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story.lead_photo.caption Small signs like this one remind the public that anything that goes down an outside drain flows directly into the waterway and can pollute streams and rivers. (Pine BluffCommercial/Byron Tate)

As urban areas and developments in rural areas continue to expand, stormwater runoff and its management are becoming increasingly critical issues, according to officials with the Jefferson County Cooperative Extension Service.

The University of Arkansas System Agriculture Division's Cooperative Extension Service will address these issues and more during a webinar on Thursday: "Sustainable Solutions to Stormwater Management."

The webinar is free to join, and is presented in partnership with Construction Eco Services of Jefferson, La. The webinar is scheduled to run 1:30-2:30 p.m. CDT, according to a news release from the Agriculture Division.

The program will focus on the design, construction and maintenance considerations of green infrastructure. The educational effort is funded in part by a grant from the Arkansas Division of Natural Resources and the Environmental Protection Agency, aimed at expanding green infrastructure.

Anthony Kendrick, a project manager with Construction Eco Services, said development philosophies such as "low impact development" have become increasingly popular to reduce detention volume, maximize land for development, and improve water quality.

"The most significant barrier to implementing this design approach is maintenance and premature sedimentation during construction," Kendrick said. "Lessons learned and feedback from the designers, contractors, and maintenance contractors must be incorporated into the overall design process, creating a constant feedback loop that strives to improve functionality."

Kendrick said that with green infrastructure innovations, new approaches to the building process need to be adopted. For example, permeable pavement and bioretention systems -- two increasingly common tools for mitigating stormwater runoff -- can easily become clogged during construction.

"To reduce the inherent risks of these systems, designers can use performance-based specifications that make these water quality systems 'contractor proof,'" Kendrick said.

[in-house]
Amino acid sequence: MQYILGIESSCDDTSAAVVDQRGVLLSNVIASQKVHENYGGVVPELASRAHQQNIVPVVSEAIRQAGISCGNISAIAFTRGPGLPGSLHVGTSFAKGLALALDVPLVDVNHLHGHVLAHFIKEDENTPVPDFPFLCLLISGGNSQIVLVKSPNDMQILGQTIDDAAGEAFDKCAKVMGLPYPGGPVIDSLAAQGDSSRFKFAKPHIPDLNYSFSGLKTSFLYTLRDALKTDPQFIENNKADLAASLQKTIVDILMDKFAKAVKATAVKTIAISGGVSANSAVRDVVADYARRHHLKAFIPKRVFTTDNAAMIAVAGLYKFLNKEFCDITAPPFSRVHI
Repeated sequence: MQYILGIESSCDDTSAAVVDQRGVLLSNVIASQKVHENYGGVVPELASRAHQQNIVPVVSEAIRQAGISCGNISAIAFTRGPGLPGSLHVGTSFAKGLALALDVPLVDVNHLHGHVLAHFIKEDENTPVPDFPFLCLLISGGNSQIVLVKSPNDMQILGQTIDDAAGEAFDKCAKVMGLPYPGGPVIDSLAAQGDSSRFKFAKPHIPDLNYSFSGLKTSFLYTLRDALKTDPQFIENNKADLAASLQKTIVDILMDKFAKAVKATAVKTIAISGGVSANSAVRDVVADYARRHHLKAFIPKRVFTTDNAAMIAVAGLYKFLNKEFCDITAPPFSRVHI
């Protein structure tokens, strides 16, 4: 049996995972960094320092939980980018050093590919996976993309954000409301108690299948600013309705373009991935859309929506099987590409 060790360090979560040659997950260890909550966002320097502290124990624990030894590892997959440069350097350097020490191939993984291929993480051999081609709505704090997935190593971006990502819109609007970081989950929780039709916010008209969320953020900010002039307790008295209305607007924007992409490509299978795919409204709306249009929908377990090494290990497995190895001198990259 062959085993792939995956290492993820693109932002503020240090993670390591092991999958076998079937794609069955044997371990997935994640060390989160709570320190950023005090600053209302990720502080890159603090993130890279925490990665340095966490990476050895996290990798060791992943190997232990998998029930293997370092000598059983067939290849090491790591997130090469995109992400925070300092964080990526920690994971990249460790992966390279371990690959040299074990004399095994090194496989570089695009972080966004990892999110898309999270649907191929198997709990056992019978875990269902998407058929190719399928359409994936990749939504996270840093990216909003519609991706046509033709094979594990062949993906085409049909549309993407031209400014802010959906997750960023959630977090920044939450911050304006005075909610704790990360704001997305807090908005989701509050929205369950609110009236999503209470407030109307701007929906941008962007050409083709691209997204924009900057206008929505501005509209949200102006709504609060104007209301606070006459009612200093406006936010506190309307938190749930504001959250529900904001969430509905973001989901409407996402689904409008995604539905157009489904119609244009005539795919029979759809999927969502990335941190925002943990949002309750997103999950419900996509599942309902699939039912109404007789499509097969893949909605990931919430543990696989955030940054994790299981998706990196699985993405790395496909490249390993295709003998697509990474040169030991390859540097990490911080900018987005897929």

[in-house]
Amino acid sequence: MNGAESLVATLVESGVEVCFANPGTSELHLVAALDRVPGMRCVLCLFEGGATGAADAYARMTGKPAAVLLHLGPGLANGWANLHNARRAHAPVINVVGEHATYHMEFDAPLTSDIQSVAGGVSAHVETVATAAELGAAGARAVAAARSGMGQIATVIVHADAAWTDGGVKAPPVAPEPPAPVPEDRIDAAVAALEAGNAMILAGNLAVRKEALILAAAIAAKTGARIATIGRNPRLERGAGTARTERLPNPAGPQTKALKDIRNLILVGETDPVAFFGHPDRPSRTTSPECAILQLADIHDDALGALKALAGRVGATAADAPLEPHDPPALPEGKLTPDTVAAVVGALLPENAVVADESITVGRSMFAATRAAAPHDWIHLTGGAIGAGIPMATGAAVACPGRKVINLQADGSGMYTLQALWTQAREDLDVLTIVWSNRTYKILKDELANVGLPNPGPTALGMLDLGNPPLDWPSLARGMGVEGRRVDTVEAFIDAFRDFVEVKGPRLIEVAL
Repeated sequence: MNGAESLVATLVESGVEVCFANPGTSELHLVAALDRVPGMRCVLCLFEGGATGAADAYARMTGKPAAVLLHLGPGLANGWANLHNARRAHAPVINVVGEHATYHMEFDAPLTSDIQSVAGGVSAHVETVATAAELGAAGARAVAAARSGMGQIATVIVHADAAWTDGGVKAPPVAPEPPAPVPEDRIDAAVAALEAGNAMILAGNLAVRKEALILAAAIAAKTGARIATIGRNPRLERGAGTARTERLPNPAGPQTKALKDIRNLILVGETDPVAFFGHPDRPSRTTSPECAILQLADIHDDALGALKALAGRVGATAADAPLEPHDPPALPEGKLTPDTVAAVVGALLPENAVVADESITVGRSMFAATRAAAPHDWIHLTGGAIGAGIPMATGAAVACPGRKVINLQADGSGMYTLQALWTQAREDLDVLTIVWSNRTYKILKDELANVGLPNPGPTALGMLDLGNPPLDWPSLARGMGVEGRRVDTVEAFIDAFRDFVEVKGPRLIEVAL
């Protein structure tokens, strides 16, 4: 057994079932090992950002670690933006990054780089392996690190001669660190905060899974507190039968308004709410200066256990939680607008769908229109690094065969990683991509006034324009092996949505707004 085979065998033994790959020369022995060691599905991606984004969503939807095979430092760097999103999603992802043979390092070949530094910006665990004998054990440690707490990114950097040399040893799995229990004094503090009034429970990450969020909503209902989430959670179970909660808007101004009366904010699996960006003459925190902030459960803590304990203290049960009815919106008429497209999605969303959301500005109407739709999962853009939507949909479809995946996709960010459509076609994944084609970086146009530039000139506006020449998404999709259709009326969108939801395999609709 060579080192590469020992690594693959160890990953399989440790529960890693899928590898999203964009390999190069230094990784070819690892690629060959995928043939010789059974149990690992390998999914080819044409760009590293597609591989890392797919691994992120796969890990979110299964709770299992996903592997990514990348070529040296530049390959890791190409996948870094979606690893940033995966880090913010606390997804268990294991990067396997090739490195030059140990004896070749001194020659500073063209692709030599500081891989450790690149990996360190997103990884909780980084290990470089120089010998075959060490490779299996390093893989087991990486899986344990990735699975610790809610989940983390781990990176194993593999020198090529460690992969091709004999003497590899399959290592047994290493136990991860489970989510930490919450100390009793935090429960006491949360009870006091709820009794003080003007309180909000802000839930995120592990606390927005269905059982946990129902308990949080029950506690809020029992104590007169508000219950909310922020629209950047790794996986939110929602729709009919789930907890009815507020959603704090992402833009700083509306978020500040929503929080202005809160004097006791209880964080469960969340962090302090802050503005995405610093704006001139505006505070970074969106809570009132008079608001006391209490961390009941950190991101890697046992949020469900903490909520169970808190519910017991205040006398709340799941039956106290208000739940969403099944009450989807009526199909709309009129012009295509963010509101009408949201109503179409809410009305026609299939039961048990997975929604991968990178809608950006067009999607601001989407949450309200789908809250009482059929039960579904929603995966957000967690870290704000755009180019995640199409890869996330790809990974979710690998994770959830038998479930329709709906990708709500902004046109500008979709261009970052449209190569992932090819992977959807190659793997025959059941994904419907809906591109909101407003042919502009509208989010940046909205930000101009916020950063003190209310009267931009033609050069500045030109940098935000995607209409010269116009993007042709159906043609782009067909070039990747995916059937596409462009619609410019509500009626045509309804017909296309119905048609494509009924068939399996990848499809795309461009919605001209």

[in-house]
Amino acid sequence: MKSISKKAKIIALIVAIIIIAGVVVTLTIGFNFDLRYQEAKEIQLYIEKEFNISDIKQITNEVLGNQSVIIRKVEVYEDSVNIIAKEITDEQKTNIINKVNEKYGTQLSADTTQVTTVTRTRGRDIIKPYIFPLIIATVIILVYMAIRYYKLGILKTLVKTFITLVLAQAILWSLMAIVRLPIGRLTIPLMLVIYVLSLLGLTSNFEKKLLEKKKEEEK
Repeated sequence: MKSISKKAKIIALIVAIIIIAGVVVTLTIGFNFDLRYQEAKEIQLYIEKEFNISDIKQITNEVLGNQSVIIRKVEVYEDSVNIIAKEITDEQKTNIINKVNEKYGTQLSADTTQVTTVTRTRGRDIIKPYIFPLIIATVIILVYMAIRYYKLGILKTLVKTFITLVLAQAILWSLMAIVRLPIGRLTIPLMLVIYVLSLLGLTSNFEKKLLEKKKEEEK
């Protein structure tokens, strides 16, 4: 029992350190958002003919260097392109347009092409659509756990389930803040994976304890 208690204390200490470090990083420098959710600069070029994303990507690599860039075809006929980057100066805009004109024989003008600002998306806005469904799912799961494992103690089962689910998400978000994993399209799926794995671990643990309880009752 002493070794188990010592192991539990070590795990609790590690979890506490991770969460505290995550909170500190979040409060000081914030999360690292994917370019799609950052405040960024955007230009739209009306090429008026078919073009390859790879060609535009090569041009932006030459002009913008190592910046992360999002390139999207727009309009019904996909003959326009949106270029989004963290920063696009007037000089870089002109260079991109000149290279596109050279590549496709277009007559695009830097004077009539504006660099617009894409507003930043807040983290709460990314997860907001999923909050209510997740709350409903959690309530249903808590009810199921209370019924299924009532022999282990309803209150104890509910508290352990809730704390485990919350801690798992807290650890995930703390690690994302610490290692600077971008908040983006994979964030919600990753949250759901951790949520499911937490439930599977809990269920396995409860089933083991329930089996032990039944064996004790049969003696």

Kevin Harris, an agent with the Jefferson County Extension Service whose focus is on urban runoff, said his office has several partners in fighting the problem of litter and stormwater runoff, including Jefferson County, Pine Bluff and White Hall, and the University of Arkansas at Pine Bluff.

Harris said he also goes into schools to educate youngsters on being responsible with litter. He said the Pine Bluff area will be seeing many more visitors with the opening of Saracen Casino Resort and having litter-free thoroughfares would be the ideal.

"What people see is what people think of a community," Harris said. "As far as litter goes, we've got a ways to go."

Harris also encouraged the community to be cautious when doing simple tasks such as fertilizing a lawn or washing a car. Unlike something that goes down the drain inside a house and is treated, excess fertilizer and soap suds drain into streams and lakes where they can harm fish and other organisms. Consequently, he said to make sure chemicals are used in correct amounts and in correct ways, and care is taken to prevent water pollution.

The upcoming webinar will examine a series of representative projects and take a "case study approach" to evaluating the design and construction of green infrastructure systems, he said.

"In addition to the design and construction methods, we will explore how maintenance can extend the life of these systems and keep them performing for years to come," Kendrick said. "In this webinar, participants will learn more about the concepts of LID and GI, rationale for their use, and considerations for design, construction, and maintenance."

John Pennington, extension water quality educator for the Agriculture Division, said the program is intended for engineers, planners, environmental consultants, landscape architects, water quality educators, extension agents, elected officials, state and municipal officials and anyone else with an interest in learning more about managing and improving stormwater management.

"Green infrastructure solutions can be applied on different scales, from landscaping to regional development," Pennington said. "At the local level, green infrastructure practices include rain gardens, bioswales, permeable pavers, green roofs, green walls and rainwater harvesting systems. At the largest scale, the connection, preservation, integration and restoration of built and natural landscapes such as parks and trails, and forests, floodplains and wetlands are beneficial components of green infrastructure."

Participation is free, but registration is required. To register, visit

To learn more about extension programs in Arkansas, contact alocal Cooperative Extension Service agent or visit Follow the agency on Twitter at @UAEX_edu.

Information for this article was contributed by Byron Tate.


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